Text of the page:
Saturday 19 March 2016 marked an important milestone in the pioneering collaboration between the V&A and China Merchants Shekou Holdings (CMSK) who jointly announced the launch of Design Society 设计互联, the new cultural hub led by its director Ole Bouman, which aims to position itself as an open and collaborative platform connecting design culture with society, industries, creative professionals and communities. Its logo, designed by Bruce Mau Design, is inspired by the Hanzi grid 米字格, a template traditionally used in China to learn how to write characters, and here translated into a metaphorical space that invites people to create and develop ideas.
Design Society will be located in the Sea World Culture and Arts Centre, designed by the Japanese studio Maki & Associates, and currently under construction in Shekou, Shenzhen. The complex, due to open in the first half of 2017, is part of a wider urban redevelopment led by China Merchants Shekou that includes the construction of residential apartments, offices and shopping areas.
Design Society will comprise a new design museum, where the V&A Gallery and other exhibition halls are located, the Guanfu Museum, presenting a collection of Chinese applied arts, a theatre, a multi-purpose hall, as well as a learning and public programme. The rest of the Seaworld Culture and Arts center will include shops and commercial activities.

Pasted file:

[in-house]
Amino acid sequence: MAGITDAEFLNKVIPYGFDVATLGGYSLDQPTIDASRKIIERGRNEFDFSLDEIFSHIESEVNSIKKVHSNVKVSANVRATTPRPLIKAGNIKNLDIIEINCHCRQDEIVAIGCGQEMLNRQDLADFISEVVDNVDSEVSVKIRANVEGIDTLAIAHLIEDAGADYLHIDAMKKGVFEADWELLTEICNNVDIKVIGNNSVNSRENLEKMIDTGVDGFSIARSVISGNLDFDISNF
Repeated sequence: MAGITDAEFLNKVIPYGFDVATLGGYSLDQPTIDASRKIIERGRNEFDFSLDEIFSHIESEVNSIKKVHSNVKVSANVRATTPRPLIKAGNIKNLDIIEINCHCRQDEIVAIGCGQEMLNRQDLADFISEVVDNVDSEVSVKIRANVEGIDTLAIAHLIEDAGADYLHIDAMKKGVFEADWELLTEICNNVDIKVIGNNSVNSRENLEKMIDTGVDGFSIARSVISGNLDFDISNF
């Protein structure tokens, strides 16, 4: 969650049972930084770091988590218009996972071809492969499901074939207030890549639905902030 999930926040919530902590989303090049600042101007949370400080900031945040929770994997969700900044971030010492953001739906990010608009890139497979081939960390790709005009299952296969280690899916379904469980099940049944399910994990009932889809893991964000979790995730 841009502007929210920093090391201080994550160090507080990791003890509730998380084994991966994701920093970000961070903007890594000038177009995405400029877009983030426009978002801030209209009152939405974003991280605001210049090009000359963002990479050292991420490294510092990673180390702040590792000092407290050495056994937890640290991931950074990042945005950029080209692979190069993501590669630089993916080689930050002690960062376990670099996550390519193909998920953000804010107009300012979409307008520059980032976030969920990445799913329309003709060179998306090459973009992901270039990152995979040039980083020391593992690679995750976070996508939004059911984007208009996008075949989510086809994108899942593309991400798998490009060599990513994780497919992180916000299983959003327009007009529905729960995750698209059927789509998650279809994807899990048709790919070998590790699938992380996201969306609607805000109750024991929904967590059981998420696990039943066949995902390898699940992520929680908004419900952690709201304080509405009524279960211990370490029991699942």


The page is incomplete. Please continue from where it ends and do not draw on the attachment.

At the launch Tim Reeve, V&A Deputy Director and COO, summarised the main components of the collaboration between the V&A and CMSK: concept, development and design of the V&A Gallery devoted to 20th and 21st century international design; presentation of two major touring exhibitions in 2017 and 2018; and provision of professional advice and training. The launch event gave also the opportunity to announce more details about the V&A Gallery and its main narrative, which was developed by lead curator Brendan Cormier as an exploration of design values through seven different themes: performance, cost, problem solving, materials, identity, communication and wonder. All the objects in the gallery will be drawn from the V&A’s major collections of fashion, photography, furniture, product and graphic design, theatre and performance. A few examples include a chandelier by Studio Drift that unites nature and lighting technology, a meticulously embroidered Christian Dior dress, a Braun transistor radio and portable record player by Dieter Rams, up to the latest drone technology.
In addition to 20th and 21st century objects, which represent the majority of the items on display, the V&A Gallery will also include several examples from earlier historical periods and different geographical areas, in order to explore and position design values within a much wider historical and cultural framework. Examples include an astrolabe dating from 1650-1800 in Iran, which illustrates early advances in multi-functional design, an Egyptian water filter made in 900-1200 which shows design for an environmental context, and a 17th century pocket watch documenting an early form of miniaturisation of design. They will be complemented by a number of new acquisitions of contemporary design collected especially for the gallery.